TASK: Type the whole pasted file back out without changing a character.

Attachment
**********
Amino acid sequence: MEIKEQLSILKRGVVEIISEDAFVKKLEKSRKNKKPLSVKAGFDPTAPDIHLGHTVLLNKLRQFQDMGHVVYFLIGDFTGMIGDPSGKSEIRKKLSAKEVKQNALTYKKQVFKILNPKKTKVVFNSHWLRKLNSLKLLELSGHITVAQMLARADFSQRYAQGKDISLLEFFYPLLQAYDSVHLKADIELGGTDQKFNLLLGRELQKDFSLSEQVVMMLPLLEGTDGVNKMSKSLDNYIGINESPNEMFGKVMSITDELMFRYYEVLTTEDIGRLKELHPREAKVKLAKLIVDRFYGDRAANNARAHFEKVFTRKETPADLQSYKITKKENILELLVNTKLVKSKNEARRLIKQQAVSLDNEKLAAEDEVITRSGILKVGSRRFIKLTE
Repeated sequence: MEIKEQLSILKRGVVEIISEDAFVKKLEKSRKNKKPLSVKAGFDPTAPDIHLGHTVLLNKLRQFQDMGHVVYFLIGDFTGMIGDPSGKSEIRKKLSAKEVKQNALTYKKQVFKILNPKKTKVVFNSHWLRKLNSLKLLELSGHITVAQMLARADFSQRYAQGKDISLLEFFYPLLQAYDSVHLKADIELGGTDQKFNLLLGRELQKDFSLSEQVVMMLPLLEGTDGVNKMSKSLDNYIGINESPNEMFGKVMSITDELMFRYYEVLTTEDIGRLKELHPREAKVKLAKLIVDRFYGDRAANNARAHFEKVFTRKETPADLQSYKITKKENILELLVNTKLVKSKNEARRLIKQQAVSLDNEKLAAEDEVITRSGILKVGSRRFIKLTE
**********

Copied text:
Amino acid sequence: MEIKEQLSILKRGVVEIISEDAFVKKLEKSRKNKKPLSVKAGFDPTAPDIHLGHTVLLNKLRQFQDMGHVVYFLIGDFTGMIGDPSGKSEIRKKLSAKEVKQNALTYKKQVFKILNPKKTKVVFNSHWLRKLNSLKLLELSGHITVAQMLARADFSQRYAQGKDISLLEFFYPLLQAYDSVHLKADIELGGTDQKFNLLLGRELQKDFSLSEQVVMMLPLLEGTDGVNKMSKSLDNYIGINESPNEMFGKVMSITDELMFRYYEVLTTEDIGRLKELHPREAKVKLAKLIVDRFYGDRAANNARAHFEKVFTRKETPADLQSYKITKKENILELLVNTKLVKSKNEARRLIKQQAVSLDNEKLAAEDEVITRSGILKVGSRRFIKLTE
Repeated sequence: MEIKEQLSILKRGVVEIISEDAFVKKLEKSRKNKKPLSVKAGFDPTAPDIHLGHTVLLNKLRQFQDMGHVVYFLIGDFTGMIGDPSGKSEIRKKLSAKEVKQNALTYKKQVFKILNPKKTKVVFNSHWLRKLNSLKLLELSGHITVAQMLARADFSQRYAQGKDISLLEFFYPLLQAYDSVHLKADIELGGTDQKFNLLLGRELQKDFSLSEQVVMMLPLLEGTDGVNKMSKSLDNYIGINESPNEMFGKVMSITDELMFRYYEVLTTEDIGRLKELHPREAKVKLAKLIVDRFYGDRAANNARAHFEKVFTRKETPADLQSYKITKKENILELLVNTKLVKSKNEARRLIKQQAVSLDNEKLAAEDEVITRSGILKVGSRRFIKLTE